“I have to start dinner soon.”

Lucy’s eyes are soft as she contemplates her menu. It is mid-afternoon, and her internal time clock is still in sync. She has prepared thousands of dinners in her lifetime, the habit deeply anchored in her mind. Her lady companions nod their agreement. They share the same vacant stare. They are my mother’s neighbors on Wing B, also known as the dementia care unit. At 4:45 p.m., their dinners will be wheeled in on a metal dolly stacked high with trays, like all their meals are.

For someone so interested in preparing dinner, Lucy is painfully thin. Left to her own volition, she rarely chooses to eat. A staff member coaxes her to the table and encourages her to sit a while. She picks at her food, silent.

Lucy spends part of each day walking the halls. Sometimes she carries a baby, the soft-in-the-middle kind, with a plastic head, hands and feet. When I ask her if the baby is hers, she is quick to say no, that she is merely watching the baby for someone else. Shortly thereafter, baby is transferred to the outstretched arms of Wheelchair Tony. Wheelchair Tony is the baby’s handler. He places the baby upright on his shoulder, tenderly patting her on the back.

Some days I find Lucy with her arm linked together with her girlfriend’s. They seem so youthful when they stroll together, like two children out for an adventure. The ladies try to open a locked door leading to another part of the nursing home. Puzzled, they loop back and try the knob again. They’ve tried opening this same door repeatedly for days, always with the same result. Yet, this time they hope the door will open and they will find a magical unicorn standing on the other side. Or maybe just a way out. Their faces are innocent and bewildered. Lucy’s friend recognizes me and gesticulates her scrambled thoughts. I nod, affirming the gibberish.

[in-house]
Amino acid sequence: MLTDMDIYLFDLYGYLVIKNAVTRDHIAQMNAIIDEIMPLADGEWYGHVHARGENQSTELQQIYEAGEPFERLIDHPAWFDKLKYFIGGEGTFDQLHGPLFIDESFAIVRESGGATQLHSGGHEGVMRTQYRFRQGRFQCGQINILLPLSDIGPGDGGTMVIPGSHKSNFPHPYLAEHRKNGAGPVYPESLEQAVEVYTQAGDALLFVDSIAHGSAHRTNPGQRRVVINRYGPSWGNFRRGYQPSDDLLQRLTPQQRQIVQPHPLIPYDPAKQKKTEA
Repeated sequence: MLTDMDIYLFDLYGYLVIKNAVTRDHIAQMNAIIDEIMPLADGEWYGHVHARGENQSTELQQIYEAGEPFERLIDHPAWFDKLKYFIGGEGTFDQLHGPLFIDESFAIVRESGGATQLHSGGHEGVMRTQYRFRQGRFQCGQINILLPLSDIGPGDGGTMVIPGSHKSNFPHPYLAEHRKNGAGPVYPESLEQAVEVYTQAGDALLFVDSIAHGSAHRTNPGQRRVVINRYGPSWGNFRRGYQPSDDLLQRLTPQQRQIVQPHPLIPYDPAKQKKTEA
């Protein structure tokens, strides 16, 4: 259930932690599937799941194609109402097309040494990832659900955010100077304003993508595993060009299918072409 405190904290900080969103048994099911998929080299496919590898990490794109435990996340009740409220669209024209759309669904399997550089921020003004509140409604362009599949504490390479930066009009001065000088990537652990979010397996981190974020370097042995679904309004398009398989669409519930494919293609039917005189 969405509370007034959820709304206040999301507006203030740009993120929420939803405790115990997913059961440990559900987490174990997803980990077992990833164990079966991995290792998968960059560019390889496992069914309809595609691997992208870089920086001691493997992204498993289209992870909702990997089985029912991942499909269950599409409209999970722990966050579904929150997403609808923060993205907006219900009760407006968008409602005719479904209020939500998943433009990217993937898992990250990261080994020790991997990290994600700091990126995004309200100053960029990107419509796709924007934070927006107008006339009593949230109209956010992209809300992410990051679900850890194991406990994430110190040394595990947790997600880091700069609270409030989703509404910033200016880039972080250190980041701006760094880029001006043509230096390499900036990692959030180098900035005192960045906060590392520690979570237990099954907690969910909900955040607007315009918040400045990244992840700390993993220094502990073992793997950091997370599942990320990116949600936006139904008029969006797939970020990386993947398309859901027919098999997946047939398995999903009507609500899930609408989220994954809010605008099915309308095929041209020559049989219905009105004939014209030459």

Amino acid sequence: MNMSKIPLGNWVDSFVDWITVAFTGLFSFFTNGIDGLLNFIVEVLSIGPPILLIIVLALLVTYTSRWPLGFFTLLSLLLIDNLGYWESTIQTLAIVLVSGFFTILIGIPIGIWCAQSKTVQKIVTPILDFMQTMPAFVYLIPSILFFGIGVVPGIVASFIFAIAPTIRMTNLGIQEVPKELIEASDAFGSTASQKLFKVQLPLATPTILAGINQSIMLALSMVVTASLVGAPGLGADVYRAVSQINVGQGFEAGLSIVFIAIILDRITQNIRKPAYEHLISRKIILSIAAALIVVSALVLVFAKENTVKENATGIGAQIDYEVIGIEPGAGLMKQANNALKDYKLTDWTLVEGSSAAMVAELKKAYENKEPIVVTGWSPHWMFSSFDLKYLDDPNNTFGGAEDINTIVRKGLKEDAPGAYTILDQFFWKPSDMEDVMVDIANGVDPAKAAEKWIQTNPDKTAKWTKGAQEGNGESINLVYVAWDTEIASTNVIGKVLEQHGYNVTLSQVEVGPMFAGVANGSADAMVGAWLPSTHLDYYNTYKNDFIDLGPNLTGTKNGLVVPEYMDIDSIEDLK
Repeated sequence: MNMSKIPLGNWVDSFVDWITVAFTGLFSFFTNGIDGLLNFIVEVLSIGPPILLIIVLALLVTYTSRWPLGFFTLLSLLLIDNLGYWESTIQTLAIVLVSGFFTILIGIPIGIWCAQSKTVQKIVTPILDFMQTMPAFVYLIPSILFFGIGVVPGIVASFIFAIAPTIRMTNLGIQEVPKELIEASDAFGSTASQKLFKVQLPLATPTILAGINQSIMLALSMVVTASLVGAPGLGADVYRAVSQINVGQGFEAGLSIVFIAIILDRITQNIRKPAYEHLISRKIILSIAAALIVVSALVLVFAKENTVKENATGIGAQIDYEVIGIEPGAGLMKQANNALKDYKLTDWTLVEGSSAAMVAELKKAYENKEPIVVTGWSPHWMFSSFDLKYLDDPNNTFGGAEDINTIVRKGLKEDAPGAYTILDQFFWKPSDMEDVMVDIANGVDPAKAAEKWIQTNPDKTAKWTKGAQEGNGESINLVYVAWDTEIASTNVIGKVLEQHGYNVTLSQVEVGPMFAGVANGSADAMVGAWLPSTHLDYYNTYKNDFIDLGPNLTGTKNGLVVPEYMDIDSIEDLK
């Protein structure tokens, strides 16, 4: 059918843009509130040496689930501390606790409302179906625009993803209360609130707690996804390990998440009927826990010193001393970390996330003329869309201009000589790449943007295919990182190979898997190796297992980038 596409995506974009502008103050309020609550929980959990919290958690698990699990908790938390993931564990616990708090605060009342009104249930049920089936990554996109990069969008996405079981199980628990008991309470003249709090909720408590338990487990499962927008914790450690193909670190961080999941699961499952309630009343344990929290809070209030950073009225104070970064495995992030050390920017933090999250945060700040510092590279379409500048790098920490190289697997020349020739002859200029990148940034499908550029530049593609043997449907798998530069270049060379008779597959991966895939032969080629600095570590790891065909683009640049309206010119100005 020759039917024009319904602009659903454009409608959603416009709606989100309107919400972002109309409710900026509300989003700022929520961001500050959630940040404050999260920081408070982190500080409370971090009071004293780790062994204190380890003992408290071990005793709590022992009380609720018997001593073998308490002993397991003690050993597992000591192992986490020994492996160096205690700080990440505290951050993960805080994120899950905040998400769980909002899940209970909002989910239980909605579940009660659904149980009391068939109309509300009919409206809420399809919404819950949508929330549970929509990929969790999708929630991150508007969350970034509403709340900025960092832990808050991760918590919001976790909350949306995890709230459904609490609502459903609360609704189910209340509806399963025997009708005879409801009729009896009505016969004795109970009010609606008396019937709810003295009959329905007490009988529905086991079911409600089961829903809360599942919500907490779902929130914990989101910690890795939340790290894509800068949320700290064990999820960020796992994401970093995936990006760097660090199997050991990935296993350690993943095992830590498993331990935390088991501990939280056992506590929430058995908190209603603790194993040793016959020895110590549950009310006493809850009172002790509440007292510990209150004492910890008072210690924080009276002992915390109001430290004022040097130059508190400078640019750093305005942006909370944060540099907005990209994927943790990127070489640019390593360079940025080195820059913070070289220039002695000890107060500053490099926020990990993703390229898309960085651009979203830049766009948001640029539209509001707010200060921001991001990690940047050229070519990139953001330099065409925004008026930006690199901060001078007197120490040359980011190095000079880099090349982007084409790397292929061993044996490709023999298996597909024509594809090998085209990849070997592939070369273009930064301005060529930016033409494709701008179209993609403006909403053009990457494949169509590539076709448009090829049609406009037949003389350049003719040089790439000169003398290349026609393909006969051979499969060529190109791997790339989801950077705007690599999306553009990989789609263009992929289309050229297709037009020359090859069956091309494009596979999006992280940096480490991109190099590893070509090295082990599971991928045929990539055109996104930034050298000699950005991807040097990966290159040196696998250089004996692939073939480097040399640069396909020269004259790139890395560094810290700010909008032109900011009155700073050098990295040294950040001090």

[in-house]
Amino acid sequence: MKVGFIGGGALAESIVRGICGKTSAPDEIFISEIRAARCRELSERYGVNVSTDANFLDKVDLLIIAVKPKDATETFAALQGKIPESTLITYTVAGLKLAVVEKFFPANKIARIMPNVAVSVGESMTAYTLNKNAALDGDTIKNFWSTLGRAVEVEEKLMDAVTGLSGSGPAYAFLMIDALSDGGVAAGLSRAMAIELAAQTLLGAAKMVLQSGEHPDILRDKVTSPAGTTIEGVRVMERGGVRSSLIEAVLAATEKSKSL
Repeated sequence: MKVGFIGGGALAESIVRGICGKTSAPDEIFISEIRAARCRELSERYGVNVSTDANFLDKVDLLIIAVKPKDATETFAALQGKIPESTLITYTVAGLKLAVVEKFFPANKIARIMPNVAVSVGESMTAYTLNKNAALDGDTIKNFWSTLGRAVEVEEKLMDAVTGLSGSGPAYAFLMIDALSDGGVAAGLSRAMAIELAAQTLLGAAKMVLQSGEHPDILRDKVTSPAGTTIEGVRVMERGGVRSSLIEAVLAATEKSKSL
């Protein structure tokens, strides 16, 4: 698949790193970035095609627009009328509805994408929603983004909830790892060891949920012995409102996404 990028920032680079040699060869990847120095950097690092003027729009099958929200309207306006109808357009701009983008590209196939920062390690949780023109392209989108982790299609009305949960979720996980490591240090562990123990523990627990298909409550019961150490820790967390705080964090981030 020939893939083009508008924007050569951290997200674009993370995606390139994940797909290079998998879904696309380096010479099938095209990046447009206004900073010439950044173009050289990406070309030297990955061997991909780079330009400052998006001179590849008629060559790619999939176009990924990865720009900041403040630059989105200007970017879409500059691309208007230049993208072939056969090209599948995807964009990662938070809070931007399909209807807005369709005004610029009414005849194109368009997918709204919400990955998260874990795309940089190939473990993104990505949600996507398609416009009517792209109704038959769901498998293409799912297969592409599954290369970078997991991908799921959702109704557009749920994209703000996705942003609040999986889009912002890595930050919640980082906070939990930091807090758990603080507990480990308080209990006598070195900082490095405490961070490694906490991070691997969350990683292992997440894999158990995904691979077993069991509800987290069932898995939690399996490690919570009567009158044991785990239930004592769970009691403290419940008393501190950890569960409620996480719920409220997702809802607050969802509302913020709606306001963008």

I observe Lucy’s daily routine, while my listless mother vegetates next to me. She is a corpse of sorts, no longer interested in what is going on around her. Her lids are closed, yet she’s not asleep. She opens her eyes, fixes them on me, and then closes them tightly. Maybe she’d rather keep her mind fixed on the magical unicorn.

I guess I’ll just come back tomorrow.

http://www.theblissbeneath.com

One clap, two clap, three clap, forty?

By clapping more or less, you can signal to us which stories really stand out.